Jinn (Nijla Mu'min, 2018): When Mu’min holds her actors in close-up, she conjures a startling intimacy, enabling these performers to bring sweetness and soul-baring sensitivity to her beautiful story of a divided mother and daughter, each pondering and pursuing new ways of being. Watch it on Amazon.

Just Another Girl on the I.R.T. (Leslie Harris, 1992): By refusing to sand down its heroine’s rough edges, Harris's portrait frankly and exuberantly acknowledges that few choices are more audacious than staying unapologetically oneself in a world that seeks to weaken one's shine. Watch it on Amazon.

Lemonade (Beyoncé Knowles, 2016): A personal reckoning, a communal intervention, and a musical epic of kaleidoscopic emotion and spellbinding cinematic grandeur. Shaped by many makers but unified by the unfaltering vision of an artist who channeled grief into restless creativity. Watch it on Tidal.

Lift (DeMane Davis, 2001): A character-specific crime drama with as much mobility and finesse as Kerry Washington, mesmerizing here as a wily Boston shopgirl who moonlights as a shoplifter. Its heist scenes go off like a bomb but the rich familial dynamics are what really linger. Watch it on Amazon.

Little Woods (Nia DaCosta, 2018): Embedded within an America often absent in American films, DaCosta’s taut drama channels dire concerns through the tale of two hardbitten women in cowboy country, each led by sisterhood and the will to survive, if only by the skin of their teeth. See it in theaters on April 19th.

Losing Ground (Kathleen Collins, 1982): Collins’s bravura filmmaking style was as sensuous as it was erudite. In this, her lone feature and a milestone production, Collins externalizes the interior transformation of a philosophy professor redetermining what she desires from life. Watch it on DVD from Milestone Films.

Love & Basketball (Gina Prince-Bythewood, 2000): Remembered for its romantic heat, this contemporary classic honors love in numerous forms — for a partner, a sport, a family, a home. From script to performance, every element communicates that life is fuller for having love in it. Watch it on YouTube.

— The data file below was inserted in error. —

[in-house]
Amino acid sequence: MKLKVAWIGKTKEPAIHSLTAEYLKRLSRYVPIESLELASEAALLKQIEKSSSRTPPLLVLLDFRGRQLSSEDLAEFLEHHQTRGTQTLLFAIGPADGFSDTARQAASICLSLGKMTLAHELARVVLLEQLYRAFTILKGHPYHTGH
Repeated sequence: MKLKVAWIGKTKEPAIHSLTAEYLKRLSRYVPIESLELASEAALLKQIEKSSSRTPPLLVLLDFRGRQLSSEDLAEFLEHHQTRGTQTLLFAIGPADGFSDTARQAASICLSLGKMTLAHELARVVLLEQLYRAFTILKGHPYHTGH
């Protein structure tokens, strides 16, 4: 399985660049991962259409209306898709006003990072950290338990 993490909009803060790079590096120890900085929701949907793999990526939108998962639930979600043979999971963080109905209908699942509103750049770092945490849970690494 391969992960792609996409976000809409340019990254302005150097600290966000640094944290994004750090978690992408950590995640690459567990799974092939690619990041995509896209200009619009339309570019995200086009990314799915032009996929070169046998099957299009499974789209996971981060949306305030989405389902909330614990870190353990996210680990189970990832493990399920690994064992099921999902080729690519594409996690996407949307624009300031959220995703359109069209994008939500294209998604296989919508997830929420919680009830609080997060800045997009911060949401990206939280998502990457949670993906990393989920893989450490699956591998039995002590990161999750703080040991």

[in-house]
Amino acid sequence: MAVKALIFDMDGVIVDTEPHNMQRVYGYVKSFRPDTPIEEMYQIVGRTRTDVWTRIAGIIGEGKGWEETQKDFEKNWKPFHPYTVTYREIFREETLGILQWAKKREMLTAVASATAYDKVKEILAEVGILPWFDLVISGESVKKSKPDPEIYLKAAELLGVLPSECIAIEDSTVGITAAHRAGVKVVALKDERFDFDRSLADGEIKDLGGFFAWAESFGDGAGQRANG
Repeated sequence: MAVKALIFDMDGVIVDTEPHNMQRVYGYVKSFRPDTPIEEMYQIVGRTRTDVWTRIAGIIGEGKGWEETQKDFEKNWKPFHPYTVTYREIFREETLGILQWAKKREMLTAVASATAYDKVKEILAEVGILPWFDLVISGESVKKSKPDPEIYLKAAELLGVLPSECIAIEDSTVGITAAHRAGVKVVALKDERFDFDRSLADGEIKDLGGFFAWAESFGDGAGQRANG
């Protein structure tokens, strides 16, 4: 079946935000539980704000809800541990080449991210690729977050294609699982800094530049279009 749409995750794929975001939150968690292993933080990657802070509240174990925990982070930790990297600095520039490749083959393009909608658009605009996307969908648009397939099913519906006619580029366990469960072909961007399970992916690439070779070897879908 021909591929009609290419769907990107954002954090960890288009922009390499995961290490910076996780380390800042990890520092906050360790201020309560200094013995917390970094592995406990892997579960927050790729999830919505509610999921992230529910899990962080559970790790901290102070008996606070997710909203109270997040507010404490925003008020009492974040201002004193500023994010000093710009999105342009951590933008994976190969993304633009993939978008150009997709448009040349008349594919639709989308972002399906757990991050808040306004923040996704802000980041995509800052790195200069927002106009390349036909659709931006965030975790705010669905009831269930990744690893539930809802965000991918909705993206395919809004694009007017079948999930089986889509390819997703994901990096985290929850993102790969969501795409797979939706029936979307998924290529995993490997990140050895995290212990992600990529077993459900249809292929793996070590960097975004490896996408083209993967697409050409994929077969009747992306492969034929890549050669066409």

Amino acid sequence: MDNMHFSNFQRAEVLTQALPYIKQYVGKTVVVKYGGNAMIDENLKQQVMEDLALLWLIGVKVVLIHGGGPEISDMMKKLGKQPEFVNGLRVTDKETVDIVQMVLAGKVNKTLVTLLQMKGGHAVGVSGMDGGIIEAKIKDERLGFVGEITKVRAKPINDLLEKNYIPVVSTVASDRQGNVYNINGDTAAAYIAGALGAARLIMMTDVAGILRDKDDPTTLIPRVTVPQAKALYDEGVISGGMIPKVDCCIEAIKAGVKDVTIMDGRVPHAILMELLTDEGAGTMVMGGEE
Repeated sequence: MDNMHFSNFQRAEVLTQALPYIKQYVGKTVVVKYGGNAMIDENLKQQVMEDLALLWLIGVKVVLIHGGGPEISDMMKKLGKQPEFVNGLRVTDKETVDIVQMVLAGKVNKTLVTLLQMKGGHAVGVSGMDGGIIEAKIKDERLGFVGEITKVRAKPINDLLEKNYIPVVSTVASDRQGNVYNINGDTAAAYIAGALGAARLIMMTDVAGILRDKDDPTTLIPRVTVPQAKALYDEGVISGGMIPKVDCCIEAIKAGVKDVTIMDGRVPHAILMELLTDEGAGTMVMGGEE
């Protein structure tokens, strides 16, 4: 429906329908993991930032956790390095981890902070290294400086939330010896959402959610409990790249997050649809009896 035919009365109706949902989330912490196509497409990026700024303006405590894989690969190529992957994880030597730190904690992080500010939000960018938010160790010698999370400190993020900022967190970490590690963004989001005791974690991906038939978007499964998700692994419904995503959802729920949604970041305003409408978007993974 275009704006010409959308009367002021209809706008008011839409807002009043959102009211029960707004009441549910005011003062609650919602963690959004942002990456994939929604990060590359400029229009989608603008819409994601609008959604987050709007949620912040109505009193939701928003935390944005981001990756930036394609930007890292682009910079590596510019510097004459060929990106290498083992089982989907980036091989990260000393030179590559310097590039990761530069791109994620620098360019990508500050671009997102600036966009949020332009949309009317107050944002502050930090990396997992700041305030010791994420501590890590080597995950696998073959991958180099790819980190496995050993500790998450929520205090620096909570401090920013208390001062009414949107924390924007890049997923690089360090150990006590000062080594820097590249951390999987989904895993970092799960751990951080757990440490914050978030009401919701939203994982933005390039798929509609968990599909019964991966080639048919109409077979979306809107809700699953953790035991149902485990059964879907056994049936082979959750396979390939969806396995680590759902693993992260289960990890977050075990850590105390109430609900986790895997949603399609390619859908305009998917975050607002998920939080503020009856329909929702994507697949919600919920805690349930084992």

Middle of Nowhere (Ava DuVernay, 2012): This deftly-performed, impeccably-lensed drama reminds us that a cinematic experience need be nothing more than ordinary people in everyday spaces, confronting each other with hard truths and opening up pathways into their isolated hearts. Watch it on Amazon.

Mississippi Damned (Tina Mabry, 2009): Mabry is a tough-minded dramatist with a tender regard for her characters. She brings consummate craft and palpable heartache to this novel-rich portrait of an intergenerational family that hurts, heals, and pours its hopes into one another. Watch it on Morgan's Mark.

Monday's Girls (Ngozi Onwurah, 1993): Onwurah tracks the journeys of a set of young Waikiriki women with conflicting views on marriage and village custom. Where a lesser director might have shouted her ideas, Onwurah instead shows them through the quiet power of her image-making. Watch it on Kanopy.

Mudbound (Dee Rees, 2017): Rees brings a panoply of voices and experiences to the fore as two Southern families contend with the war at home in WWII-era America. Her film is an exquisite cracked mirror reflecting the savage realities of a past not too dissimilar from our present. Watch it on Netflix.

Night Catches Us (Tanya Hamilton, 2010): For Hamilton, the past is a canvas for creation and reconsideration. This debut, centered around an ex-Black Panther's perilous homecoming, boils down historical topics into a glance, a kiss, a motion, which is to say the language of film. Watch it on Amazon.